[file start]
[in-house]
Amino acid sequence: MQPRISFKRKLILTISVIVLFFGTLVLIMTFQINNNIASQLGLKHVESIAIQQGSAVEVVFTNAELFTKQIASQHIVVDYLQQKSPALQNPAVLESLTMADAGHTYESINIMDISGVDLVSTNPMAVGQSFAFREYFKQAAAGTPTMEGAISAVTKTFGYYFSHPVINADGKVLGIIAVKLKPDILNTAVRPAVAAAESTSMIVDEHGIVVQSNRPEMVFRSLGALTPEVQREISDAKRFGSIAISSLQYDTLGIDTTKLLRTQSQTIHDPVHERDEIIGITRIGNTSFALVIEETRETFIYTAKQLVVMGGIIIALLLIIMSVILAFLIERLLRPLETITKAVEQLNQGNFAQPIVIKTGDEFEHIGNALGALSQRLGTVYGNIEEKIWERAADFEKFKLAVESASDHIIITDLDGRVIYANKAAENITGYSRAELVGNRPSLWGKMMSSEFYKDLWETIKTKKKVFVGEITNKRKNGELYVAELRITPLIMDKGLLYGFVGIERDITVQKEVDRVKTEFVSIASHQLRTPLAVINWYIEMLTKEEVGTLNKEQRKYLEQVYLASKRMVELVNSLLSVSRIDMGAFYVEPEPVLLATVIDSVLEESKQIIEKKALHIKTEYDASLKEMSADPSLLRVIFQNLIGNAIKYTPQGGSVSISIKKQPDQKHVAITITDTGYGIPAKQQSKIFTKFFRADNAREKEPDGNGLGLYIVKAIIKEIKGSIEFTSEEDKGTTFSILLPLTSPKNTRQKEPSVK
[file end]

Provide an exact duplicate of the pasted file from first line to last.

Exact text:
[in-house]
Amino acid sequence: MQPRISFKRKLILTISVIVLFFGTLVLIMTFQINNNIASQLGLKHVESIAIQQGSAVEVVFTNAELFTKQIASQHIVVDYLQQKSPALQNPAVLESLTMADAGHTYESINIMDISGVDLVSTNPMAVGQSFAFREYFKQAAAGTPTMEGAISAVTKTFGYYFSHPVINADGKVLGIIAVKLKPDILNTAVRPAVAAAESTSMIVDEHGIVVQSNRPEMVFRSLGALTPEVQREISDAKRFGSIAISSLQYDTLGIDTTKLLRTQSQTIHDPVHERDEIIGITRIGNTSFALVIEETRETFIYTAKQLVVMGGIIIALLLIIMSVILAFLIERLLRPLETITKAVEQLNQGNFAQPIVIKTGDEFEHIGNALGALSQRLGTVYGNIEEKIWERAADFEKFKLAVESASDHIIITDLDGRVIYANKAAENITGYSRAELVGNRPSLWGKMMSSEFYKDLWETIKTKKKVFVGEITNKRKNGELYVAELRITPLIMDKGLLYGFVGIERDITVQKEVDRVKTEFVSIASHQLRTPLAVINWYIEMLTKEEVGTLNKEQRKYLEQVYLASKRMVELVNSLLSVSRIDMGAFYVEPEPVLLATVIDSVLEESKQIIEKKALHIKTEYDASLKEMSADPSLLRVIFQNLIGNAIKYTPQGGSVSISIKKQPDQKHVAITITDTGYGIPAKQQSKIFTKFFRADNAREKEPDGNGLGLYIVKAIIKEIKGSIEFTSEEDKGTTFSILLPLTSPKNTRQKEPSVK